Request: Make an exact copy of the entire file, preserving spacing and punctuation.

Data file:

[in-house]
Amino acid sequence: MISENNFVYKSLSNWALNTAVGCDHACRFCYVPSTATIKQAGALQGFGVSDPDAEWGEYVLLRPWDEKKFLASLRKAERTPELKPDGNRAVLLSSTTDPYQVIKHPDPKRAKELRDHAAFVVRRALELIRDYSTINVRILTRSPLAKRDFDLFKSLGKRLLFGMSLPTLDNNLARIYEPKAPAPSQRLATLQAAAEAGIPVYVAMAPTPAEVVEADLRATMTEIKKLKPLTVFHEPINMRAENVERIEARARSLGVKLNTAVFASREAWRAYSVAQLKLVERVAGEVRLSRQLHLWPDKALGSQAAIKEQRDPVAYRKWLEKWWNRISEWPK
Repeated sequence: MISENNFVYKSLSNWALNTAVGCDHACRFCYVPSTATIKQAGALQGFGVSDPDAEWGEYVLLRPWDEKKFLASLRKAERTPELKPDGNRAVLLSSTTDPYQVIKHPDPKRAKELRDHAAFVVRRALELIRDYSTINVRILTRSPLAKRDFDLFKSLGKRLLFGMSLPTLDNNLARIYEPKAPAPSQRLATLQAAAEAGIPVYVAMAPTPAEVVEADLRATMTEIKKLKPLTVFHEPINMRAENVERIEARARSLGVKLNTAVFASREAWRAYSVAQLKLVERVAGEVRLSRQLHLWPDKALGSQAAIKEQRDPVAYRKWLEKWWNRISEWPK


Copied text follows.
[in-house]
Amino acid sequence: MISENNFVYKSLSNWALNTAVGCDHACRFCYVPSTATIKQAGALQGFGVSDPDAEWGEYVLLRPWDEKKFLASLRKAERTPELKPDGNRAVLLSSTTDPYQVIKHPDPKRAKELRDHAAFVVRRALELIRDYSTINVRILTRSPLAKRDFDLFKSLGKRLLFGMSLPTLDNNLARIYEPKAPAPSQRLATLQAAAEAGIPVYVAMAPTPAEVVEADLRATMTEIKKLKPLTVFHEPINMRAENVERIEARARSLGVKLNTAVFASREAWRAYSVAQLKLVERVAGEVRLSRQLHLWPDKALGSQAAIKEQRDPVAYRKWLEKWWNRISEWPK
Repeated sequence: MISENNFVYKSLSNWALNTAVGCDHACRFCYVPSTATIKQAGALQGFGVSDPDAEWGEYVLLRPWDEKKFLASLRKAERTPELKPDGNRAVLLSSTTDPYQVIKHPDPKRAKELRDHAAFVVRRALELIRDYSTINVRILTRSPLAKRDFDLFKSLGKRLLFGMSLPTLDNNLARIYEPKAPAPSQRLATLQAAAEAGIPVYVAMAPTPAEVVEADLRATMTEIKKLKPLTVFHEPINMRAENVERIEARARSLGVKLNTAVFASREAWRAYSVAQLKLVERVAGEVRLSRQLHLWPDKALGSQAAIKEQRDPVAYRKWLEKWWNRISEWPK